Scala developer. Loves functional programming at the type level.
Reads books, plays Squash and builds Lego.
It turns out that writing programs in Emacs Lisp is more intricate than it seems at a first glance. Emacs decades-long history as interactive application have left deep marks in Emacs and Emacs Lisp, which make independent noninteractive scripts surprisingly difficult.
This article shows you all the pitfalls around non-interactive Emacs Lisp scripts.
Show Magit’s status buffer fullscreen with
How to Tell Emacs where buffers should pop up with the almighty
Why you should use package.el to install Emacs extensions.
In the past I used to keep my Emacs configuration completely in a single
init.el file. For a long time this worked quite well, but of late my
configuration became increasingly messy: Package configuration was mixed with
utility functions, key bindings, and even larger code for entirely new features.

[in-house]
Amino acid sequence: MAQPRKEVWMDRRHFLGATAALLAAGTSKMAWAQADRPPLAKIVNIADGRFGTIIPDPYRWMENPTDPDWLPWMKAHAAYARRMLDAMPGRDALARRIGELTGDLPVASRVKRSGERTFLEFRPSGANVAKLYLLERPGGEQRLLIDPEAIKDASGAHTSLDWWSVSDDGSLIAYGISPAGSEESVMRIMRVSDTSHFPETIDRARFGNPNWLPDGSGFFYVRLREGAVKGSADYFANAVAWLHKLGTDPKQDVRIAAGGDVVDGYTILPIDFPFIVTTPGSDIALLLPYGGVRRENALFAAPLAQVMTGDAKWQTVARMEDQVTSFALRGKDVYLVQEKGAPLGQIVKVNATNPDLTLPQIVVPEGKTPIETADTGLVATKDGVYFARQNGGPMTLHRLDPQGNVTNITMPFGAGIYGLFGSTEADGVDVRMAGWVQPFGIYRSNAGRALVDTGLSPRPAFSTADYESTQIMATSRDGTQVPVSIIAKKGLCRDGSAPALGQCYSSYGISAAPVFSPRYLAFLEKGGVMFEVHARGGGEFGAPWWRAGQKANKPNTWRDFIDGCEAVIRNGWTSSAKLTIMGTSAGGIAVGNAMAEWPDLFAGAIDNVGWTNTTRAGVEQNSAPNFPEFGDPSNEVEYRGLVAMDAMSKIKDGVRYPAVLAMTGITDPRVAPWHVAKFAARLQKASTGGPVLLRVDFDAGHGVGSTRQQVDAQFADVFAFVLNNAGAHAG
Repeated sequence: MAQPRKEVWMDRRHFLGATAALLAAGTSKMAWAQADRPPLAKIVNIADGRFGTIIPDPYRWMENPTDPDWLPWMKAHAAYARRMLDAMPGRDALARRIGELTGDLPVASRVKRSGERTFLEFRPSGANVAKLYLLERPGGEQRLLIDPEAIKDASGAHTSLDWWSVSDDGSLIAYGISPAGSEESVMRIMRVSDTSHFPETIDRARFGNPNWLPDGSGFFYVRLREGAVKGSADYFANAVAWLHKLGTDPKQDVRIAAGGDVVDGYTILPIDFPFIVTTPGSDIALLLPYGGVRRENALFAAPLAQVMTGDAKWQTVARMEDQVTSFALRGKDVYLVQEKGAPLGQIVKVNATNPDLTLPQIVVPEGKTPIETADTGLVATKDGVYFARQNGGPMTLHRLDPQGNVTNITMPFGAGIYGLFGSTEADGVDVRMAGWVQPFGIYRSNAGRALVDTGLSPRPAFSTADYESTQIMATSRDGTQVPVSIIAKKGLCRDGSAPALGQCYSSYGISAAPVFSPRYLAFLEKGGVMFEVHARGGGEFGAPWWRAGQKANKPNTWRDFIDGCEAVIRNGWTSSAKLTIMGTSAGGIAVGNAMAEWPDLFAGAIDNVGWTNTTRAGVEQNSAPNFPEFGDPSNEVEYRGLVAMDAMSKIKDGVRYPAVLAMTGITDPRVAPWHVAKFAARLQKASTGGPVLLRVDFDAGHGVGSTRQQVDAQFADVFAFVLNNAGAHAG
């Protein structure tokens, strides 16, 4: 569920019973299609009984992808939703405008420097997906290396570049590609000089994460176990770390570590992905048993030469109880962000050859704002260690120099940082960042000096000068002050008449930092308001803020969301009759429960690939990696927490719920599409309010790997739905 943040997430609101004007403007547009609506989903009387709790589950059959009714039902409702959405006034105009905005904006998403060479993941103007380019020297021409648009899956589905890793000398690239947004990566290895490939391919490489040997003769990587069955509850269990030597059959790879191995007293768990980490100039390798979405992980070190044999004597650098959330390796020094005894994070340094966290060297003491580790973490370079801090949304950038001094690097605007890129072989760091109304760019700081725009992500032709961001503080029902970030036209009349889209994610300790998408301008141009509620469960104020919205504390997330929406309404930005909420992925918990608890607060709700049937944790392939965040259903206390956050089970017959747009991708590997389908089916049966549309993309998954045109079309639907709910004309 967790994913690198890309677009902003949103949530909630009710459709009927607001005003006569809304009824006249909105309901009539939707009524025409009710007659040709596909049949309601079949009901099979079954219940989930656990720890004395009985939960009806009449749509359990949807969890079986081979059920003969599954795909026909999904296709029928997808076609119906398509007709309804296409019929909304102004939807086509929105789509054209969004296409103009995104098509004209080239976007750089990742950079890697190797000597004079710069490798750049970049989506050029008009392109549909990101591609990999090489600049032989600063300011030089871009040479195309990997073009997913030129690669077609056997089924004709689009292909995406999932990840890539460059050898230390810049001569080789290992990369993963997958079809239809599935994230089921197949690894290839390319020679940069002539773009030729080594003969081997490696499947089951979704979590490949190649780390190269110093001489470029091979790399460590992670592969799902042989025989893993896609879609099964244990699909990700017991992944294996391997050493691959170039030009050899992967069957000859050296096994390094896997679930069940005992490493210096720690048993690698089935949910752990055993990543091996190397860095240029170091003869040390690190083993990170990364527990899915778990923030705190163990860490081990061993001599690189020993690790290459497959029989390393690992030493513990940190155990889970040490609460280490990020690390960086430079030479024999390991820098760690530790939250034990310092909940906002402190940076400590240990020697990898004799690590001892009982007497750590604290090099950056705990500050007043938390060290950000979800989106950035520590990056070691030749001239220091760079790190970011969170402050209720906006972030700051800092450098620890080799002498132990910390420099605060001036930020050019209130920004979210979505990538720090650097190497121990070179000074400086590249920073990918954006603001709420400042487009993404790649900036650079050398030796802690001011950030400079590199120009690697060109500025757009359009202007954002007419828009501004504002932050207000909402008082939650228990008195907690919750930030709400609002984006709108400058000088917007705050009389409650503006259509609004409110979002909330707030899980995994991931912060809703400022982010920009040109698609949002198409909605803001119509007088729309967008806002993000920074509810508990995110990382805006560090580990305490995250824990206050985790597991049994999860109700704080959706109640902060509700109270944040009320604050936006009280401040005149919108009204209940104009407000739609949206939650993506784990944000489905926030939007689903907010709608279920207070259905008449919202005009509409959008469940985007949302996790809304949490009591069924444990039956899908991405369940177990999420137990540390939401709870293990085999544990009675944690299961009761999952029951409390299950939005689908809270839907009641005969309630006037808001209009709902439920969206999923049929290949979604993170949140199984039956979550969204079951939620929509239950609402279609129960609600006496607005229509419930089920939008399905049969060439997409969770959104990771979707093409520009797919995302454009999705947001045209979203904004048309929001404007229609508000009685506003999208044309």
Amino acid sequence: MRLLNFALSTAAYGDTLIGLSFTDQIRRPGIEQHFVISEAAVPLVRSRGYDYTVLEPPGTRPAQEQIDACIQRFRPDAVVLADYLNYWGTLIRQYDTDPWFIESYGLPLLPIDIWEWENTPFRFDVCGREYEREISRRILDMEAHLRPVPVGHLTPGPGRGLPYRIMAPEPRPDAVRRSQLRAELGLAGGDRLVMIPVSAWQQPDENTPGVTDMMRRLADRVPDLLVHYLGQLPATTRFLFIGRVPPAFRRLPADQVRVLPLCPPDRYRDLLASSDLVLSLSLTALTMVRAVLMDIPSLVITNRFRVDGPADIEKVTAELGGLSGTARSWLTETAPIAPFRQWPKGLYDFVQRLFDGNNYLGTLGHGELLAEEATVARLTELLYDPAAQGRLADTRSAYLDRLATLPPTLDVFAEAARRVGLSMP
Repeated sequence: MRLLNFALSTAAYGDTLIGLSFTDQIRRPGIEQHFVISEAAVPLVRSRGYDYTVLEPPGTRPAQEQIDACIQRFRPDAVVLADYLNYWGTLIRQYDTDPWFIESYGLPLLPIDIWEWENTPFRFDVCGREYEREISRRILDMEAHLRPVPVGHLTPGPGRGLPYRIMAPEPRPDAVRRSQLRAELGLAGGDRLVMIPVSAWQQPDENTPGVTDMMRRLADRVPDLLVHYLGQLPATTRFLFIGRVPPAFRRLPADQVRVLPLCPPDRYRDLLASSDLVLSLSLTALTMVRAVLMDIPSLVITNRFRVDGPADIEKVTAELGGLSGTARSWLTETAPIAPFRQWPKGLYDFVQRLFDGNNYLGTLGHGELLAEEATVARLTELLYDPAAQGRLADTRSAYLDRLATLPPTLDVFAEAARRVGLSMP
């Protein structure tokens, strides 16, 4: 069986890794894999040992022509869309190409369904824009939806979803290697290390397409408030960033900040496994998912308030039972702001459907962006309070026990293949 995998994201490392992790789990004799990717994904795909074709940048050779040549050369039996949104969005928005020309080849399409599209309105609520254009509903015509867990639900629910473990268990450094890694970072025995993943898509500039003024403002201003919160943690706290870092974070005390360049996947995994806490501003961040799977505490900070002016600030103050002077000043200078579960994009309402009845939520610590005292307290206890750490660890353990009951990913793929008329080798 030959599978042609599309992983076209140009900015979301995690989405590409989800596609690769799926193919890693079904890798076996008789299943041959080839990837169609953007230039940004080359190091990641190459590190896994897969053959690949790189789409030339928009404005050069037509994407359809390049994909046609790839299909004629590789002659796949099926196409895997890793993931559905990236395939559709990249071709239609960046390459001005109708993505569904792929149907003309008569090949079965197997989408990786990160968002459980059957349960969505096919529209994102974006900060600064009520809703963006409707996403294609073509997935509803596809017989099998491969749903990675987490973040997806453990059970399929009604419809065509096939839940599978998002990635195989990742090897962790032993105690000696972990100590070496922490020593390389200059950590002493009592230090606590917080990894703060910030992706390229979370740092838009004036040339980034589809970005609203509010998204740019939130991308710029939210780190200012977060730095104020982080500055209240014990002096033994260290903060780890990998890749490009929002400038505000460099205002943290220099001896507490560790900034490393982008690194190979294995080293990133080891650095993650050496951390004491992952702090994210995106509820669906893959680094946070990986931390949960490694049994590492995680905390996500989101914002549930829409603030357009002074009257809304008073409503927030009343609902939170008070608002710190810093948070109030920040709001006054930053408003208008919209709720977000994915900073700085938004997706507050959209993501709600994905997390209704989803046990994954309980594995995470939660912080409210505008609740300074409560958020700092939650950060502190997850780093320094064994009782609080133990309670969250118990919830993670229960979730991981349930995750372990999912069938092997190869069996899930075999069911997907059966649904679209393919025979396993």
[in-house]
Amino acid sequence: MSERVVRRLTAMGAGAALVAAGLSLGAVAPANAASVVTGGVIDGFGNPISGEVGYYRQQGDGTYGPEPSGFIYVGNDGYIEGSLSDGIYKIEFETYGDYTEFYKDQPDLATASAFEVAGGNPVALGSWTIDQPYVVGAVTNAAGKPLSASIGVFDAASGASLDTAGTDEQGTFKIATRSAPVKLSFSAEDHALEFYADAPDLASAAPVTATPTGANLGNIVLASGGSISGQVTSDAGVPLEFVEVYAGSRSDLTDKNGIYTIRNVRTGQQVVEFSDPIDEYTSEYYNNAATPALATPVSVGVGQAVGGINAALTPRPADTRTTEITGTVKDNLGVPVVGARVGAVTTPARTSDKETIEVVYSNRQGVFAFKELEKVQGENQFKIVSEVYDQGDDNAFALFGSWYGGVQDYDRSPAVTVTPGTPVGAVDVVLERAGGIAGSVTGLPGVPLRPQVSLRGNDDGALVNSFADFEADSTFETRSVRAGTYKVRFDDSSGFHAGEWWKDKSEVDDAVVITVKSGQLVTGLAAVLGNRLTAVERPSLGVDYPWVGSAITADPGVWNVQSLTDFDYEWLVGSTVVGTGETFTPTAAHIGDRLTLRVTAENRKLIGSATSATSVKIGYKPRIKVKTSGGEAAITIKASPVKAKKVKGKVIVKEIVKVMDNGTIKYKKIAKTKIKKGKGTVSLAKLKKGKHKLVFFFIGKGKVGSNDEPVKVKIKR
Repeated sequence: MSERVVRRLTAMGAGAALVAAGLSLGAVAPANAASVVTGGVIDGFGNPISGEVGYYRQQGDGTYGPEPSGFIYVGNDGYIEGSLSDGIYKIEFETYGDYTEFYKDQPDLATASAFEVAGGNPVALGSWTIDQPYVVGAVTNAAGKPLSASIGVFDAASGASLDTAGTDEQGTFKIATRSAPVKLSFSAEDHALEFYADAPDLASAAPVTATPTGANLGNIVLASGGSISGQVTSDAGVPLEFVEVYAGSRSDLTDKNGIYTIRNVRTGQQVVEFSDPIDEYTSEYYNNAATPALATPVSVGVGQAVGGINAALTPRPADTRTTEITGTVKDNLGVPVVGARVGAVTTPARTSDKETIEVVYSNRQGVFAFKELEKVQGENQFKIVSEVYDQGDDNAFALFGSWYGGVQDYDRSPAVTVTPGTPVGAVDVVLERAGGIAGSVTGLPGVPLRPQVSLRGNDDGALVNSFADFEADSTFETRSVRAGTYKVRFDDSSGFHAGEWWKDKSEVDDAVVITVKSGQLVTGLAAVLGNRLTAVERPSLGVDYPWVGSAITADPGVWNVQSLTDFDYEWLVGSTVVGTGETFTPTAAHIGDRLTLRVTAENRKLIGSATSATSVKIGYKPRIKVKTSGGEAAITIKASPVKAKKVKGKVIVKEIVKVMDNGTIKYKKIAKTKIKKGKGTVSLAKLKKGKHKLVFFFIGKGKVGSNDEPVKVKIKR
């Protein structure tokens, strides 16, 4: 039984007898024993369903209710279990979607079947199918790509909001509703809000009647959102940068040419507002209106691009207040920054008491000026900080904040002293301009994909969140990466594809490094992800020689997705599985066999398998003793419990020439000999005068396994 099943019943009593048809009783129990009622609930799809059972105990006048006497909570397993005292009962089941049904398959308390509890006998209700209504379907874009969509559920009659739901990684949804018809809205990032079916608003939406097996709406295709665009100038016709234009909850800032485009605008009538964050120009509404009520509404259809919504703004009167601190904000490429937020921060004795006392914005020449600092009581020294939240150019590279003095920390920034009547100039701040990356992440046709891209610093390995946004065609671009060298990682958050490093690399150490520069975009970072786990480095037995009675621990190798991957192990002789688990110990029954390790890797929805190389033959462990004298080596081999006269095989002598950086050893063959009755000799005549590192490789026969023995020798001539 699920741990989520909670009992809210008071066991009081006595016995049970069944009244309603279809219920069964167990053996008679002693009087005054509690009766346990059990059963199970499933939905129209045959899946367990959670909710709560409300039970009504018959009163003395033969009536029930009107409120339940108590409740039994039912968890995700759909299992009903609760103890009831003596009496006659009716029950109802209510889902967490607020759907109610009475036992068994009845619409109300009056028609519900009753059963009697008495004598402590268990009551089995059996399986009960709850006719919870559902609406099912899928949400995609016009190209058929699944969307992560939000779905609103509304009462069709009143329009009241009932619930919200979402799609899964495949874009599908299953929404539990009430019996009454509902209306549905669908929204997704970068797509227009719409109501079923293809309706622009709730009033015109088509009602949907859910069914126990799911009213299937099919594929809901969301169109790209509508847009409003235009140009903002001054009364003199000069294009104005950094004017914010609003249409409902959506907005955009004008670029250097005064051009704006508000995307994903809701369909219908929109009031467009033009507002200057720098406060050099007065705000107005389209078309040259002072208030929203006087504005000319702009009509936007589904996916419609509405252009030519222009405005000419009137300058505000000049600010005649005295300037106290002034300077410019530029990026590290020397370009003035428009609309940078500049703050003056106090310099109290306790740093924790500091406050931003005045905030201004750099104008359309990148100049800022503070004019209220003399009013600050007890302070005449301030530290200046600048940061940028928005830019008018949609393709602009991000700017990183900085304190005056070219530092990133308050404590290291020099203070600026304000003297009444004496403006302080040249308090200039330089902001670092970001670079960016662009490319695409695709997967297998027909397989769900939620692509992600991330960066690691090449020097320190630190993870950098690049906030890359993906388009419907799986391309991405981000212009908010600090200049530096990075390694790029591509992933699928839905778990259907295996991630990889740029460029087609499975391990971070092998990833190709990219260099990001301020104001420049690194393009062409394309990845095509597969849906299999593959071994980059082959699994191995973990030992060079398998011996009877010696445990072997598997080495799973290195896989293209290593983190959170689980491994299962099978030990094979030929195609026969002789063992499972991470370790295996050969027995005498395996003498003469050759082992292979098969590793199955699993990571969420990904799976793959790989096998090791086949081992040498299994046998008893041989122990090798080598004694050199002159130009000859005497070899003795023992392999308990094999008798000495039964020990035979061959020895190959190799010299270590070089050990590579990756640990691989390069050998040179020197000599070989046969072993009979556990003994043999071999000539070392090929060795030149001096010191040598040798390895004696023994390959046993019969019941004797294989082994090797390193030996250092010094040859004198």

Needless to say that my init file was in dire need of a very thorough cleanup.
I had heard a lot of good things about John Wiegley’s use-package macro, and
in the days after Christmas I decided to sit down and try to refactor my Emacs
use-package. The result was very pleasant, and much better
than I had dared to hope.
There’s not a day in which I don’t find a new gem for Emacs. Today it’s the
bug-reference-mode. This fancy little thing turns issue references
in text into clickable buttons that browse the corresponding issue in a bug
tracker. I discovered it via the bug-reference-github package, which
automatically configures the mode for files in Github repositories.